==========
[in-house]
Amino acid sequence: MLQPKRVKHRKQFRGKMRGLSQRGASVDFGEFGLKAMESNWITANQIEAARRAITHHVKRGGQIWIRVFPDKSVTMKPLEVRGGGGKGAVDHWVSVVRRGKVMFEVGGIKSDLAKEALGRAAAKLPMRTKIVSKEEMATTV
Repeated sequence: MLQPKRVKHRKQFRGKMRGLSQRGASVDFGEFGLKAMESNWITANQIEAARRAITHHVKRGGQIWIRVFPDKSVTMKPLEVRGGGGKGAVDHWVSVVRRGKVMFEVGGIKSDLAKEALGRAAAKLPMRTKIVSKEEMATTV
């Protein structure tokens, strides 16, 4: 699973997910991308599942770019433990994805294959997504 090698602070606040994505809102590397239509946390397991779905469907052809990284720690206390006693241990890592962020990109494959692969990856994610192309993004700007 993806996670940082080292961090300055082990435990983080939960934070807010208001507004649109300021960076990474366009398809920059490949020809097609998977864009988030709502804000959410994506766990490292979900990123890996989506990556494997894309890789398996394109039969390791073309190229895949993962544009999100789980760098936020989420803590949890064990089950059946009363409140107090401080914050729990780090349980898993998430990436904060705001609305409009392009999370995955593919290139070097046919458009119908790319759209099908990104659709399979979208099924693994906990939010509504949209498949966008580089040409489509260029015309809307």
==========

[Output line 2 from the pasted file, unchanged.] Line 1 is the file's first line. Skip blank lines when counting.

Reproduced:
Amino acid sequence: MLQPKRVKHRKQFRGKMRGLSQRGASVDFGEFGLKAMESNWITANQIEAARRAITHHVKRGGQIWIRVFPDKSVTMKPLEVRGGGGKGAVDHWVSVVRRGKVMFEVGGIKSDLAKEALGRAAAKLPMRTKIVSKEEMATTV